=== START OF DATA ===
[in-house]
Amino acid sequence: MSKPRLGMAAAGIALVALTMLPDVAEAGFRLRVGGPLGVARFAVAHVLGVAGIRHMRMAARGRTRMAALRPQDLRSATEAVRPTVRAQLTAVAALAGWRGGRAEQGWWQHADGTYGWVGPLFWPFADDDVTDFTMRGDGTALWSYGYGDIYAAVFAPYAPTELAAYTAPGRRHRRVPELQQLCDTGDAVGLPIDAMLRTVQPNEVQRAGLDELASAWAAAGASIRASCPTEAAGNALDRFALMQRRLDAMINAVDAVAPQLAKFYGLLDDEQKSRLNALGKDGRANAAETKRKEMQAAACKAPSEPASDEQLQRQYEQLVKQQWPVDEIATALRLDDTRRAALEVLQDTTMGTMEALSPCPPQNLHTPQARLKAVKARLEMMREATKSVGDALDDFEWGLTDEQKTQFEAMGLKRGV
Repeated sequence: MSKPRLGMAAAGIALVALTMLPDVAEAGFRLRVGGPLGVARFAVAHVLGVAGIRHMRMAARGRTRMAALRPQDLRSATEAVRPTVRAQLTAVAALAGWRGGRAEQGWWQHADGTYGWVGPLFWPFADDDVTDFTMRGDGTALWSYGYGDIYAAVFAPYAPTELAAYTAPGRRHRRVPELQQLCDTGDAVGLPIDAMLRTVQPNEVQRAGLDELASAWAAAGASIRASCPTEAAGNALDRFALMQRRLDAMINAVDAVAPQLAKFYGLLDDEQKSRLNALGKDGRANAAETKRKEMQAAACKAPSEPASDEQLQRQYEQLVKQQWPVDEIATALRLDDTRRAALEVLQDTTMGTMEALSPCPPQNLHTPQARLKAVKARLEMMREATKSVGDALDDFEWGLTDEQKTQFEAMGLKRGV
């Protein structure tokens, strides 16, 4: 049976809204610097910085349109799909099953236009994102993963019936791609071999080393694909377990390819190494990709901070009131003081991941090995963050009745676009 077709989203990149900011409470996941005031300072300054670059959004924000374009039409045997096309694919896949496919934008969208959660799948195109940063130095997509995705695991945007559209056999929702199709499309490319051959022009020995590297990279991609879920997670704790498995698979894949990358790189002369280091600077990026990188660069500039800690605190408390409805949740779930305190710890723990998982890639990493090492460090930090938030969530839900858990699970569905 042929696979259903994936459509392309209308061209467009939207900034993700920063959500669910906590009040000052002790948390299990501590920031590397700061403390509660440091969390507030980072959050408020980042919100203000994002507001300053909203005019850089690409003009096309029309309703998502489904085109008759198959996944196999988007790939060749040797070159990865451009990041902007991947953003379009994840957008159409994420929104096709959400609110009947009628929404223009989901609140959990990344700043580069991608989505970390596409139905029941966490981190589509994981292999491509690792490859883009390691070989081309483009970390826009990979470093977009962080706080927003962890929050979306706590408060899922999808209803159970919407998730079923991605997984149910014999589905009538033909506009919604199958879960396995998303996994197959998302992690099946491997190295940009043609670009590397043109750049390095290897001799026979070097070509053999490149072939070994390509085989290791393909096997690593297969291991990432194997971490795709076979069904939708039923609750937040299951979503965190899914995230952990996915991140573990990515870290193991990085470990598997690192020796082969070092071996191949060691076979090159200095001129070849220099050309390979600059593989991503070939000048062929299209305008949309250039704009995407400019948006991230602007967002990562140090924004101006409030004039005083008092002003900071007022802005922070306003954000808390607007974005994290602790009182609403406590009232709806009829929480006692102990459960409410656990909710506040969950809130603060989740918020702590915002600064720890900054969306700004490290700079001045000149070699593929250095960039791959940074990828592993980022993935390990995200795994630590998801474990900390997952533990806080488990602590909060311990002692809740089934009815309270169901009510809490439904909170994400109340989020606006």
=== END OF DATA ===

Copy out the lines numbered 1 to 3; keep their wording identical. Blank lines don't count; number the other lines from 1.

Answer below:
[in-house]
Amino acid sequence: MSKPRLGMAAAGIALVALTMLPDVAEAGFRLRVGGPLGVARFAVAHVLGVAGIRHMRMAARGRTRMAALRPQDLRSATEAVRPTVRAQLTAVAALAGWRGGRAEQGWWQHADGTYGWVGPLFWPFADDDVTDFTMRGDGTALWSYGYGDIYAAVFAPYAPTELAAYTAPGRRHRRVPELQQLCDTGDAVGLPIDAMLRTVQPNEVQRAGLDELASAWAAAGASIRASCPTEAAGNALDRFALMQRRLDAMINAVDAVAPQLAKFYGLLDDEQKSRLNALGKDGRANAAETKRKEMQAAACKAPSEPASDEQLQRQYEQLVKQQWPVDEIATALRLDDTRRAALEVLQDTTMGTMEALSPCPPQNLHTPQARLKAVKARLEMMREATKSVGDALDDFEWGLTDEQKTQFEAMGLKRGV
Repeated sequence: MSKPRLGMAAAGIALVALTMLPDVAEAGFRLRVGGPLGVARFAVAHVLGVAGIRHMRMAARGRTRMAALRPQDLRSATEAVRPTVRAQLTAVAALAGWRGGRAEQGWWQHADGTYGWVGPLFWPFADDDVTDFTMRGDGTALWSYGYGDIYAAVFAPYAPTELAAYTAPGRRHRRVPELQQLCDTGDAVGLPIDAMLRTVQPNEVQRAGLDELASAWAAAGASIRASCPTEAAGNALDRFALMQRRLDAMINAVDAVAPQLAKFYGLLDDEQKSRLNALGKDGRANAAETKRKEMQAAACKAPSEPASDEQLQRQYEQLVKQQWPVDEIATALRLDDTRRAALEVLQDTTMGTMEALSPCPPQNLHTPQARLKAVKARLEMMREATKSVGDALDDFEWGLTDEQKTQFEAMGLKRGV